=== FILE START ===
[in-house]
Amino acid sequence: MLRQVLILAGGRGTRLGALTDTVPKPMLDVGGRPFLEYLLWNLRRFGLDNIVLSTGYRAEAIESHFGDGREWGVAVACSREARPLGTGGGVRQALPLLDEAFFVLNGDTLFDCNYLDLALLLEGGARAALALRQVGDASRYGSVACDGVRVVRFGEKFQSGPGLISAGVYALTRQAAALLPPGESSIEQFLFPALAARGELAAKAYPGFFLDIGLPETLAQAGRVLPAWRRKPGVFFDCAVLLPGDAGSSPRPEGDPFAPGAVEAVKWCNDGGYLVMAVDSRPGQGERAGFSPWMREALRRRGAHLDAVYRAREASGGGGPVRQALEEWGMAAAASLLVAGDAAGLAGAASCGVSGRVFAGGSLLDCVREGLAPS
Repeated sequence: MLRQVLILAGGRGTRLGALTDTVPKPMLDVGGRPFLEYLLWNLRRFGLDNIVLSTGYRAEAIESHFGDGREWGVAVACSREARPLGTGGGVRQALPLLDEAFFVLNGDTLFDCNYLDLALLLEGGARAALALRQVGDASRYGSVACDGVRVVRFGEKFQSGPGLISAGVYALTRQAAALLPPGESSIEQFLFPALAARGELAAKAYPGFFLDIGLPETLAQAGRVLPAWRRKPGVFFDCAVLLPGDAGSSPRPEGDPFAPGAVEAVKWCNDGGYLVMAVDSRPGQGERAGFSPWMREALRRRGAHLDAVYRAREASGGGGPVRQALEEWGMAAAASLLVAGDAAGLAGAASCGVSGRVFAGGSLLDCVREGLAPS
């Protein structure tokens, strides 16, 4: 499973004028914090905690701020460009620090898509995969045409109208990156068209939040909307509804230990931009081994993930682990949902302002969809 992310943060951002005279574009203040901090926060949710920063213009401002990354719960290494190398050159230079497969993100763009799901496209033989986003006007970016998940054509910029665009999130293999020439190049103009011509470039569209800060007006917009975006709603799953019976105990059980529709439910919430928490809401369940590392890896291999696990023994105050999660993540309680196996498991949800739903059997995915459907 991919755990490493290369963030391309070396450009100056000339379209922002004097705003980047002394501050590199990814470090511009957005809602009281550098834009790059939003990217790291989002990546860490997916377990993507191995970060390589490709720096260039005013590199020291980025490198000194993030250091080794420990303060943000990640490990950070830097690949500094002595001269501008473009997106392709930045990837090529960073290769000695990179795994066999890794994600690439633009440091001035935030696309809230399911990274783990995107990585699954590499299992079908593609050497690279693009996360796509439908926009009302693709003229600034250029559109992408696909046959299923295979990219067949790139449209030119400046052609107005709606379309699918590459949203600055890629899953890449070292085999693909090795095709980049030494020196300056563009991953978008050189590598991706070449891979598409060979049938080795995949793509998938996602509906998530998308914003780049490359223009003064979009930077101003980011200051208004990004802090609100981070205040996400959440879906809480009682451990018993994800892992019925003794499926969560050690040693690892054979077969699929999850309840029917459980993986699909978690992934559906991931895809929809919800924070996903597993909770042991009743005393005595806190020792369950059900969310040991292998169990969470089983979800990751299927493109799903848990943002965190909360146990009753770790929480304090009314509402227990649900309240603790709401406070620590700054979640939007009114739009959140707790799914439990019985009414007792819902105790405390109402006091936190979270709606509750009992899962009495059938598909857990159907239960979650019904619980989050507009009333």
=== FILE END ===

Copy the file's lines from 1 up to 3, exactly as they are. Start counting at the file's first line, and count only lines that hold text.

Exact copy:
[in-house]
Amino acid sequence: MLRQVLILAGGRGTRLGALTDTVPKPMLDVGGRPFLEYLLWNLRRFGLDNIVLSTGYRAEAIESHFGDGREWGVAVACSREARPLGTGGGVRQALPLLDEAFFVLNGDTLFDCNYLDLALLLEGGARAALALRQVGDASRYGSVACDGVRVVRFGEKFQSGPGLISAGVYALTRQAAALLPPGESSIEQFLFPALAARGELAAKAYPGFFLDIGLPETLAQAGRVLPAWRRKPGVFFDCAVLLPGDAGSSPRPEGDPFAPGAVEAVKWCNDGGYLVMAVDSRPGQGERAGFSPWMREALRRRGAHLDAVYRAREASGGGGPVRQALEEWGMAAAASLLVAGDAAGLAGAASCGVSGRVFAGGSLLDCVREGLAPS
Repeated sequence: MLRQVLILAGGRGTRLGALTDTVPKPMLDVGGRPFLEYLLWNLRRFGLDNIVLSTGYRAEAIESHFGDGREWGVAVACSREARPLGTGGGVRQALPLLDEAFFVLNGDTLFDCNYLDLALLLEGGARAALALRQVGDASRYGSVACDGVRVVRFGEKFQSGPGLISAGVYALTRQAAALLPPGESSIEQFLFPALAARGELAAKAYPGFFLDIGLPETLAQAGRVLPAWRRKPGVFFDCAVLLPGDAGSSPRPEGDPFAPGAVEAVKWCNDGGYLVMAVDSRPGQGERAGFSPWMREALRRRGAHLDAVYRAREASGGGGPVRQALEEWGMAAAASLLVAGDAAGLAGAASCGVSGRVFAGGSLLDCVREGLAPS